Language and Cognition Department, Max Planck Institute for Psycholinguistics
 by Mark Dingemanse

Entries — January 2010

Participation and Posture

Human ethologists have shown that humans are both attracted to others and at the same time fear them. They refer to this kind of fear with the technical term ‘socialMore →

Landscape Terms and Place Names Elicitation Guide

Landscape terms reflect the relationship between geographic reality and human cognition. Are ‘mountains’, ‘rivers, ‘lakes’ and the like universally recognised in languages as naturally salient objects to be named? TheMore →

Melanesian Kinship and Culture

Kin terminology structure and other social and cultural traits cluster in particular ways on a global level, such that “disharmonic” features can be interpreted as retentions of earlier systems, resultingMore →

Lexical Comparison Between Papuan Languages: Inland Bird and Tree Species

The Pioneers project seeks to uncover relationships between the Papuan languages of Island Melanesia. One basic way to uncover linguistic relationships, either contact or genetic, is through lexical comparison. WeMore →

Multimodal Multiperson Interaction with Infants Aged 9 To 15 Months

Interaction, for all that it has an ethological base, is culturally constituted, and how new social members are enculturated into the interactional practices of the society is of critical interestMore →

Response Systems and Signals of Recipiency

Listeners’ signals of recipiency, such as “Mm-hm” or “uh-huh” in English, are the most elementary or minimal “conversational turns” possible. Minimal, because apart from acknowledging recipiency and inviting the speakerMore →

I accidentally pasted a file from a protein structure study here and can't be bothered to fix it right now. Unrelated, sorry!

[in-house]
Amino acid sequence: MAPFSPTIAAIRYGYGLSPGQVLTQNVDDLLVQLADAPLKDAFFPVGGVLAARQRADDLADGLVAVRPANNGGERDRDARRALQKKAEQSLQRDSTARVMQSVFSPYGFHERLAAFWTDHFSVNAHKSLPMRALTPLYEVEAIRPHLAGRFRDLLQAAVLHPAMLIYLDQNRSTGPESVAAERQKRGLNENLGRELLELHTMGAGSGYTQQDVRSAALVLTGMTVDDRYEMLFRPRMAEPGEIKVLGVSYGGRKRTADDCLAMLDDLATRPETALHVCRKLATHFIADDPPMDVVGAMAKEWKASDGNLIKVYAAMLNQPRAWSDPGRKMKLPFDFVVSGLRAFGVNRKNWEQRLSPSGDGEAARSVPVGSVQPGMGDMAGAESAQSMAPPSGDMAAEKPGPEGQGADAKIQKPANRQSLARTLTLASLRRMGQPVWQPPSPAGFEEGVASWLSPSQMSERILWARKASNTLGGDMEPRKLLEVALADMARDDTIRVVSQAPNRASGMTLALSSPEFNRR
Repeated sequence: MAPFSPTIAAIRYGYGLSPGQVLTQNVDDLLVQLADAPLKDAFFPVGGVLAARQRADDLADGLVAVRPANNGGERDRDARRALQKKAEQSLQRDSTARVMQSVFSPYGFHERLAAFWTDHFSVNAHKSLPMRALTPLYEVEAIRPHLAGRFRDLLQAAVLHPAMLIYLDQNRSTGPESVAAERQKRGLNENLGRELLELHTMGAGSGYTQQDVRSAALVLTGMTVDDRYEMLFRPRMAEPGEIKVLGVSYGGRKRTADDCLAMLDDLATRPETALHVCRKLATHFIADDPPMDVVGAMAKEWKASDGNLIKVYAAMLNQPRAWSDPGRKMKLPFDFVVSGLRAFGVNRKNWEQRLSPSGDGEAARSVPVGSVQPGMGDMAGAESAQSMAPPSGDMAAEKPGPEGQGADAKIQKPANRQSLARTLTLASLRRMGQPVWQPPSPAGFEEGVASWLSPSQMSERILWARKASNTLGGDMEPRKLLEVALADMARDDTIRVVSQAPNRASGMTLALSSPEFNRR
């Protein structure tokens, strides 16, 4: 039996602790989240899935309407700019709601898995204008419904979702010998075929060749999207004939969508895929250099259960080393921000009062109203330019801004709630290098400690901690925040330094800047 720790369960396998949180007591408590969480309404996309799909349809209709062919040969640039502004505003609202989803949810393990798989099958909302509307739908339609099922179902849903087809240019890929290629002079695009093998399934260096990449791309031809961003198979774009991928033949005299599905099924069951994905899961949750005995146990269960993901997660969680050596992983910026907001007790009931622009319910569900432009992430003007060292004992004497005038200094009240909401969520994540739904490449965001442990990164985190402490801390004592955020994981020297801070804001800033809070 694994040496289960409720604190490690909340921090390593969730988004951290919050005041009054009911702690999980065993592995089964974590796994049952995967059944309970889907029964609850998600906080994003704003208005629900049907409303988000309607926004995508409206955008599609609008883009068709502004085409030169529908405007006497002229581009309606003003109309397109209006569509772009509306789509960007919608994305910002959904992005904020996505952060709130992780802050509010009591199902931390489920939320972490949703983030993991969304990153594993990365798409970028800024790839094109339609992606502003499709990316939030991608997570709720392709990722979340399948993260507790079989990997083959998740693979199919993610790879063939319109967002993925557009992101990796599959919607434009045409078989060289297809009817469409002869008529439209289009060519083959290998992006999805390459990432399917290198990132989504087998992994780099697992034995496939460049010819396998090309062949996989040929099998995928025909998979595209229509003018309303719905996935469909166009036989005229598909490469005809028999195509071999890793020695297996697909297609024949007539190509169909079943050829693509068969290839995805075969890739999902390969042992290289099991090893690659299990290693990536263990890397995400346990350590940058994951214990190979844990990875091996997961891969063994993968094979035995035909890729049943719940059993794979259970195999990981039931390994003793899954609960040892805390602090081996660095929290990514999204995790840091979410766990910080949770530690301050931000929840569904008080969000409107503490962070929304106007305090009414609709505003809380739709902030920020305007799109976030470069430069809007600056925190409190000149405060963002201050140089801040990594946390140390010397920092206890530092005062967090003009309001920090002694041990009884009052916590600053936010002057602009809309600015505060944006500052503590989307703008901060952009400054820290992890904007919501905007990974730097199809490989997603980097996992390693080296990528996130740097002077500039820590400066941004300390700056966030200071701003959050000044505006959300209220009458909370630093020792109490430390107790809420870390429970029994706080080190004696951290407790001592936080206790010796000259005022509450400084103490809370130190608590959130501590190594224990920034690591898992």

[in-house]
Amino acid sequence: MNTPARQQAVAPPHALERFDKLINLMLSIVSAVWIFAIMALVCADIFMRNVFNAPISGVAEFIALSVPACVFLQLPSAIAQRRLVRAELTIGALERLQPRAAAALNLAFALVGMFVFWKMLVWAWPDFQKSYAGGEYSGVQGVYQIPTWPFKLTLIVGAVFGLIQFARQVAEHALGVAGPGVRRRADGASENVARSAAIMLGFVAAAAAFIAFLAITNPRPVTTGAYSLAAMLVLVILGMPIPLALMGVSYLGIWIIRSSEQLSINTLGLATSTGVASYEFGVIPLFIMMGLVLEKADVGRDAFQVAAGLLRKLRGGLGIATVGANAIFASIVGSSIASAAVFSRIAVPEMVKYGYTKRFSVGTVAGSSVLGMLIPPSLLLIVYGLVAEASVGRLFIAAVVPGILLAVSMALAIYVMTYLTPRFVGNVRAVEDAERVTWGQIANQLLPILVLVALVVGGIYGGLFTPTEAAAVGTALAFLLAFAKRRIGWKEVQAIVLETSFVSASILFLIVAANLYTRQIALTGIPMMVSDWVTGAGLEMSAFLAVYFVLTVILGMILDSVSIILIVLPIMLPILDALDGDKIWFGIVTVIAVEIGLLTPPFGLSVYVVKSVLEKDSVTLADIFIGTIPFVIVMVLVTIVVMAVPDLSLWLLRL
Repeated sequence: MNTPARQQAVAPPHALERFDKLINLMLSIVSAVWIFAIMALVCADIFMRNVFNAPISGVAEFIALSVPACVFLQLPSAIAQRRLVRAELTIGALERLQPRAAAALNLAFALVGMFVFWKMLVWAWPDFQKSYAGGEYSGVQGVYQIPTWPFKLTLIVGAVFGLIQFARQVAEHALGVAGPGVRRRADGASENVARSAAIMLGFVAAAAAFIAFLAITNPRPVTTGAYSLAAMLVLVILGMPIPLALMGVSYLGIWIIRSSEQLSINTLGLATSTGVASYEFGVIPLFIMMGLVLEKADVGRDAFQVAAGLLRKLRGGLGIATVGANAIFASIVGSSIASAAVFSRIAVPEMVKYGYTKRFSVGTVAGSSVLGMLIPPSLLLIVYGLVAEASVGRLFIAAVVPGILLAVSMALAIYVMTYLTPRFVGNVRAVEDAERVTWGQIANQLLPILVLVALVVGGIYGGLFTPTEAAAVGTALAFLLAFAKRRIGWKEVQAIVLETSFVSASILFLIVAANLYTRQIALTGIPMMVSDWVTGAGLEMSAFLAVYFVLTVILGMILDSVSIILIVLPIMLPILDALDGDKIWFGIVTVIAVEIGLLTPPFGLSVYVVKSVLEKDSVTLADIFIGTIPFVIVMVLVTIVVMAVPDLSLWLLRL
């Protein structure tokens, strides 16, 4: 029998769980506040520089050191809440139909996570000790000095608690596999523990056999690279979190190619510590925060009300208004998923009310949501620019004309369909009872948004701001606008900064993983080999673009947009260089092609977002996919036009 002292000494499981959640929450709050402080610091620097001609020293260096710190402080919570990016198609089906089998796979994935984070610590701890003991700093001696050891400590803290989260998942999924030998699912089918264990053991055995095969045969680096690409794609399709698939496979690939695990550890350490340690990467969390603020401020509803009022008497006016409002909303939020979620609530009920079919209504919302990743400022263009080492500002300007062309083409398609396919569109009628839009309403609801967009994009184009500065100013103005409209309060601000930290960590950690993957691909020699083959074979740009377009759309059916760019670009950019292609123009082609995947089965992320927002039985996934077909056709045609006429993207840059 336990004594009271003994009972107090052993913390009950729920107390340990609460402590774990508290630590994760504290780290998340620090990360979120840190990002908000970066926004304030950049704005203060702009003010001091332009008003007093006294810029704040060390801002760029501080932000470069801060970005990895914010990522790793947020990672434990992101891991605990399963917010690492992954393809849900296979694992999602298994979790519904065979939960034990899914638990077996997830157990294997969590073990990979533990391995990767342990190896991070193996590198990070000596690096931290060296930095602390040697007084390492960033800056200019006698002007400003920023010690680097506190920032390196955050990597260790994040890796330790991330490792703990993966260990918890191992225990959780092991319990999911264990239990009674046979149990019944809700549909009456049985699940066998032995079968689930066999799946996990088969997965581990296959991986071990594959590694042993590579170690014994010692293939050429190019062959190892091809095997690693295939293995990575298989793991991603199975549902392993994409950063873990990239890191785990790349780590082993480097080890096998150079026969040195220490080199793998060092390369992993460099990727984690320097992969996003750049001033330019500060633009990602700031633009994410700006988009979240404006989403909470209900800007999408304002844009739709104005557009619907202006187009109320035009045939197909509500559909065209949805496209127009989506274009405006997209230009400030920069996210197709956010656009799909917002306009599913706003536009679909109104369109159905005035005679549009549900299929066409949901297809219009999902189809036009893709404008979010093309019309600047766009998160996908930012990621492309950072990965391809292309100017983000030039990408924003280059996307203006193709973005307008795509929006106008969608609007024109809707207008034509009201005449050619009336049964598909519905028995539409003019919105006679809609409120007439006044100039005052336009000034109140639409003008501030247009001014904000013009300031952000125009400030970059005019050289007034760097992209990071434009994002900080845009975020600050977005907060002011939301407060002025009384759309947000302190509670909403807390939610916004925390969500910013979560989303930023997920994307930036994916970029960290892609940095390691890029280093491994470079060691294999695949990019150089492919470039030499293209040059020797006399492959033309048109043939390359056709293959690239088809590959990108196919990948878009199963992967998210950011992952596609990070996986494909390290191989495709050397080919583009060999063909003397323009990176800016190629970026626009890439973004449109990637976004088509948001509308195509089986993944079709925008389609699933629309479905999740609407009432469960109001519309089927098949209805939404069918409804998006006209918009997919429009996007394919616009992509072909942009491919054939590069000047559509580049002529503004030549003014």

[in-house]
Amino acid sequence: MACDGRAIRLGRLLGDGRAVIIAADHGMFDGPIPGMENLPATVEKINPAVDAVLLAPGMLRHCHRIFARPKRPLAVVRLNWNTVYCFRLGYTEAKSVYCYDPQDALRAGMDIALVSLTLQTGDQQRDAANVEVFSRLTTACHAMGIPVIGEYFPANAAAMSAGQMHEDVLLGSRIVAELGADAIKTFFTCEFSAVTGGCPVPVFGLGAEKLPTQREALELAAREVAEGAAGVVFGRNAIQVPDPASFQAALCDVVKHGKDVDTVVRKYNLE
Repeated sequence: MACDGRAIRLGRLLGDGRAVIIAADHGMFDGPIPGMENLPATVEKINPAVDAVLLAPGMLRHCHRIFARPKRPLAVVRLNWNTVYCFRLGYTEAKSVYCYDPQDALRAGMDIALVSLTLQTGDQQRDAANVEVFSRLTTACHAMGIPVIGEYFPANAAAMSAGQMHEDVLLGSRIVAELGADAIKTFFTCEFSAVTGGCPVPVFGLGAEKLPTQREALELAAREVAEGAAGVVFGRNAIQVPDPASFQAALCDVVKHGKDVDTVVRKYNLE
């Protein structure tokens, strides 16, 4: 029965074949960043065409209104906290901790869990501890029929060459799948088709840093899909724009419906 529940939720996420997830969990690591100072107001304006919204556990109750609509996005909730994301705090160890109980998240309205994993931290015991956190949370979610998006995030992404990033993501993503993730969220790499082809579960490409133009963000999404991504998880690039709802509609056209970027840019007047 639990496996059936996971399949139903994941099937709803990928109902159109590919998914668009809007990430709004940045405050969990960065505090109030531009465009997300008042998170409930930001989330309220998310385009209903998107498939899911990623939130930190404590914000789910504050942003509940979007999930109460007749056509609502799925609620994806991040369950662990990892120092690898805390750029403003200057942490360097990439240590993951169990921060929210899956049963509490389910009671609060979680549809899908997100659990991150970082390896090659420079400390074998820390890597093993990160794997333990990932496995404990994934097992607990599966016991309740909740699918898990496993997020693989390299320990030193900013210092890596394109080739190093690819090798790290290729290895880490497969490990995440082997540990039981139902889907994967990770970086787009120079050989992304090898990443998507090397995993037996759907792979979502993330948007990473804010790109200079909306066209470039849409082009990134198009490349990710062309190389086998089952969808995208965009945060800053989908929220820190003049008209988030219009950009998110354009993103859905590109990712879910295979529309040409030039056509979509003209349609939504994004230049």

Repair Sequences in Interaction

This sub-project is concerned with analysis and cross-linguistic comparison of the mechanisms of signaling and redressing ‘trouble’ during conversation. Speakers and listeners constantly face difficulties with many different aspects ofMore →

Question Sequences in Interaction

When people request information, they have a variety of means for eliciting the information. In English two of the primary resources for eliciting information include asking questions, making statements aboutMore →

Initial References to Persons and Places

This task has two parts: (i) video-taped elicitation of the range of possibilities for referring to persons and places, and (ii) observations of (first) references to persons and places inMore →

Building a Corpus of Multimodal Interaction in your Field Site

Research on video- and audio-recordings of spontaneous naturally-occurring conversation in English has shown that conversation is a rule-guided, practice-oriented domain that can be investigated for its underlying mechanics or structure.More →